Hypnotherapy meets mindfulness: Managing difficult emotions

How much of your day do you spend being on 'auto pilot'? Reacting to others in the same old way, talking harshly to ourselves, and relying on the same unhealthy habits to make you feel better?


We all do this sometimes. Even though it doesn’t make us happier, more confident, or more resilient. That’s simply because we are 'habit beings' and we are often motivated by fear and survival, which engages that part of our brain that is the most habit driven and most reactive. 

The mindful approach: Self-acceptance through the pause

We spend a huge amount of life in a trance of 'not good enough', living according to the expectations of others, often laid down in childhood, or the “shoulds” that we hear in our heads. But these lead to actions that are not aligned with who we really are, with our own hearts, our lives.

It is natural to want to fit in and to fear what might go wrong; that is part of our survival instinct and the job of a primitive mind. But when we turn it against ourselves, "Something is wrong" becomes "I am wrong." We suffer because we are at war with ourselves.

The good news is that evolution has provided us with a more evolved part of our brain; the one that has the capacity for compassion, relating, and befriending. All we need to do is pause and take a moment to reconnect with ourselves. This is especially useful when we are caught in difficult emotions such as blaming or shame, striving, or unhelpful automatic habits and ways of thinking.

To pause helps us to reconnect with a part of our brain (and soul) that has the ability to have a different perspective.

It brings us back to the present moment and allows us to enter our bodies.

The parts of us that know how to be here and now, the parts that know how to respond appropriately to life, and the parts that know what to do next.

This is so simple and so radical at the same time! We pause, we stop for a couple of minutes or more so we can get to know who we are more deeply and befriend ourselves. It allows us to respond to our emotions, and our current experience, with a fresh perspective. Even with an attitude of friendliness. Just being present in our experience in a real way is an act of generosity or kindness - just as you would be with a friend or dear one who is suffering.

How can pausing help?

Pausing allows us to get back to what is real. What is actually there? The thoughts in our heads are seen for what they are: just thoughts!

Practising the pause regularly builds our confidence or self-trust that comes from contacting the deeper parts of our being that are free - that instinctively know how to respond to life rather than react. We allow time for the creative, compassionate and intuitive mind to emerge and inform us, before moving forward anew with a light in the heart, for the good of the world.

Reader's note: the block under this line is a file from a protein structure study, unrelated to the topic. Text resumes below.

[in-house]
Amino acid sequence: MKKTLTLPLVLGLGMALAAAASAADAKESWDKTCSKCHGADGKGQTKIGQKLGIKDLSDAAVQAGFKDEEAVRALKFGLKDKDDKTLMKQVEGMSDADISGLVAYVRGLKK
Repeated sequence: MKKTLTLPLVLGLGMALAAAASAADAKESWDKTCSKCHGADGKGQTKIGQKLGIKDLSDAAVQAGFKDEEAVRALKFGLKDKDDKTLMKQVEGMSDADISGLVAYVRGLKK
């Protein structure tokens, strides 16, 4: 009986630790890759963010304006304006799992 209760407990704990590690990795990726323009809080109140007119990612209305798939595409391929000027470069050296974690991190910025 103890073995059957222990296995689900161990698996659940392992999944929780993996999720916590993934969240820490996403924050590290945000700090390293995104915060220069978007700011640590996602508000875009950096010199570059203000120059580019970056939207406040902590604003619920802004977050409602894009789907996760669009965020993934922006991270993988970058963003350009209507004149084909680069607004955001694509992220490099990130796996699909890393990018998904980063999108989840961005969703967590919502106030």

This method is not suitable for panic attacks and flashbacks. In those cases, you need to ground back in your body and distract yourself from the emotions.

The pause is one of the tools that I teach my clients who suffer from stress and low self-esteem. It is then practised within the context of a growth mindset and self-compassion and can become a very positively charged tool.

If you suffer regularly from anxiety, I would recommend starting a course of hypnotherapy to get to the root of the anxiety and build your capacity to deal with it. Embodied solution-focused hypnotherapy will help rebalance your nervous system and help you gain the understanding of your anxiety that you need in order to take control of it.

If you would like to know more about the pause, I can lead you through three minutes of simply being present in body, heart and mind.

The views expressed in this article are those of the author. All articles published on Hypnotherapy Directory are reviewed by our editorial team.

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Monmouth NP25 & Bristol BS6
Written by Stephanie Betschart, Hypnotherapy for Anxiety & Depression Chepstow, Bri Monmouth
Monmouth NP25 & Bristol BS6

My name is Stephanie Betschart and I can work in partnership with you to facilitate the changes that you need to be yourself in an embodied way.
I have been working as a hypnotherapist since 2008 (15 years) and am still amazed at how effective hypnotherapy is at using the mind-body connection to facilitate healing, positive change and wellbeing .

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